“Now faith is the assurance of things hoped for, the conviction of things not seen.” Hebrews 11:1 (New Revised Standard Version)
I love this definition of faith. It calls to mind the essence of faith as rooted in hope, in the confident expectation that we don’t have to see those things we hold fast to in order to know they are true. But this definition also drives me crazy. While there are moments when I am full of assurance and conviction, there are also moments when questions and doubts begin to eclipse them. What does that say about me? Do questions and doubts equate to a lack of faith? Is faith really an all or nothing sort of thing?
What I’ve learned along the way is that faith is much more complex than simply believing the things I’m “supposed” to believe without question. Rather than pretending that I have it all figured out, it turns out that real faith involves confronting the questions with the assurance that I can meet God even there, with the conviction that God is bigger than any doubts or questions I can put before God. When I stopped being afraid of my questions, I found that they were one more way in which God was at work to deepen and enliven my faith.
I don’t mean to suggest that asking questions is easy. Some questions are frustrating. Some are painful. Many lead to more questions than answers. This is true in life in general and in our faith in particular: How do I know what I’ve always believed is true? Why hasn’t my prayer been answered? Can God really forgive me? Do miracles still happen? Why do bad things happen to good people? Why is God so obviously present in the Bible but so hidden today? God, are you really there? God, I don’t understand—what are you doing?!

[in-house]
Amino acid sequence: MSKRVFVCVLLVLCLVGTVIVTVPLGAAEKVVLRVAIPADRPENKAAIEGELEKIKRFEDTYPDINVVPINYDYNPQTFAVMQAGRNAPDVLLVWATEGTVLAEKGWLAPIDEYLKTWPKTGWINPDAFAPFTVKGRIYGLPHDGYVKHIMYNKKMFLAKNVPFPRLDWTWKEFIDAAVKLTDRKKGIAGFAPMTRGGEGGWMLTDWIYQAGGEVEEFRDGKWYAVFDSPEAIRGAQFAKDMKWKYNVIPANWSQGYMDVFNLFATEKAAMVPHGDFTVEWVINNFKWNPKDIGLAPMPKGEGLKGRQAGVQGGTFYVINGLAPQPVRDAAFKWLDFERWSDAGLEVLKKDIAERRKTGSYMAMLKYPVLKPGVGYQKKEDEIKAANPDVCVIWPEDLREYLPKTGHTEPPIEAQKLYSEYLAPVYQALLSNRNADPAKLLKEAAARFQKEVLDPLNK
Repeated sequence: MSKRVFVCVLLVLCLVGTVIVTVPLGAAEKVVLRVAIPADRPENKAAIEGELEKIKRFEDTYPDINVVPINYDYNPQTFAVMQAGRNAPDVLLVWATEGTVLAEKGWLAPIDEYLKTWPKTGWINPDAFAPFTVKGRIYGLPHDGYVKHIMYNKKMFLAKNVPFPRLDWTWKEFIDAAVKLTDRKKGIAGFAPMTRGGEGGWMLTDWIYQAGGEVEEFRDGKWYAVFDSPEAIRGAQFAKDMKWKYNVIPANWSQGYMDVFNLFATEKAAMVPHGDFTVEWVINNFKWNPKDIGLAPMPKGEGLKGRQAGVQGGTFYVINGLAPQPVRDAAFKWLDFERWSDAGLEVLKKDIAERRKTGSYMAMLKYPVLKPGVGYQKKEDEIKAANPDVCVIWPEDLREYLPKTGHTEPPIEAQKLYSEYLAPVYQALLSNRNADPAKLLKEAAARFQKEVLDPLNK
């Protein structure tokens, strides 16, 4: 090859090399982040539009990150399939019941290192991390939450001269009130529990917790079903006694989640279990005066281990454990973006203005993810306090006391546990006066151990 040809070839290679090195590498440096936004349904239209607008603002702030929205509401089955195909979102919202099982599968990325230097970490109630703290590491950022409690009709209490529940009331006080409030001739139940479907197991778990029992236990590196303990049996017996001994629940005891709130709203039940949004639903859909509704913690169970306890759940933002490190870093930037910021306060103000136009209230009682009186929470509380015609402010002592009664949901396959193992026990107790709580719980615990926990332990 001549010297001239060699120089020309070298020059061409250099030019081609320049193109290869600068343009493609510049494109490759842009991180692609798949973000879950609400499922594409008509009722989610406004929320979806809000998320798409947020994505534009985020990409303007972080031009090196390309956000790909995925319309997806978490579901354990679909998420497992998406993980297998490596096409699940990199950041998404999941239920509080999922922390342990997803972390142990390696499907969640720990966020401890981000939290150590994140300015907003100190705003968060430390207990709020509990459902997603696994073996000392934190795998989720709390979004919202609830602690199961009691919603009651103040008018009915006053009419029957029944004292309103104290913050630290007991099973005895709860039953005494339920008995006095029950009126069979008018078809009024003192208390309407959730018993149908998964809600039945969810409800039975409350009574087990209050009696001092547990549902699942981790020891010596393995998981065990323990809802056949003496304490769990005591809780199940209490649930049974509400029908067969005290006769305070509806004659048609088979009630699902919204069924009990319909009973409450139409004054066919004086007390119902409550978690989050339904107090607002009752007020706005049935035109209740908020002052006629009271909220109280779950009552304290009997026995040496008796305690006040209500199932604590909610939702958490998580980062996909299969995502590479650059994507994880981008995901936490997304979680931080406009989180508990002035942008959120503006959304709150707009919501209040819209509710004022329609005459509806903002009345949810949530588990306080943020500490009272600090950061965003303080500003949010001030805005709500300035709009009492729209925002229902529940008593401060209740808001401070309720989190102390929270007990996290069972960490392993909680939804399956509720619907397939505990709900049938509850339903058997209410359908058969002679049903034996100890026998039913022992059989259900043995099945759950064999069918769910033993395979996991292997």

These aren’t just questions I have asked; they are questions I have wrestled with as a person of faith. I’ve wondered if asking some of them made me a bad Christian. Were they a sign that I didn’t have enough faith? Would God be disappointed in me? What would others think, especially given my role as a clergyperson? I’ve been afraid of where my questions would lead me. What if I couldn’t find an answer? Even worse, what if I didn’t like the answer I did find? What if I was wrong about some of the things that were most important to me?
Many times it would have been easier to accept the easy answers without delving into the how or why. But to refuse to question is to refuse to learn. It is to assume that what we know is all that we should know, that what we are is all that God wants us to be. It is to assume that God is too small or weak to stand up to the hard questions.
God uses our questions, and even our doubts. That’s why we’re spending some time looking at them together at Quench in the coming weeks. I hope you will consider joining us as we look at questions shared by Simpson students. I can’t promise that we’ll find answers for all our questions, but failing to ask them guarantees that we won’t. So let us ask, trusting that even if we don’t find the answers, we’ll still find a God whose great love is beyond doubt.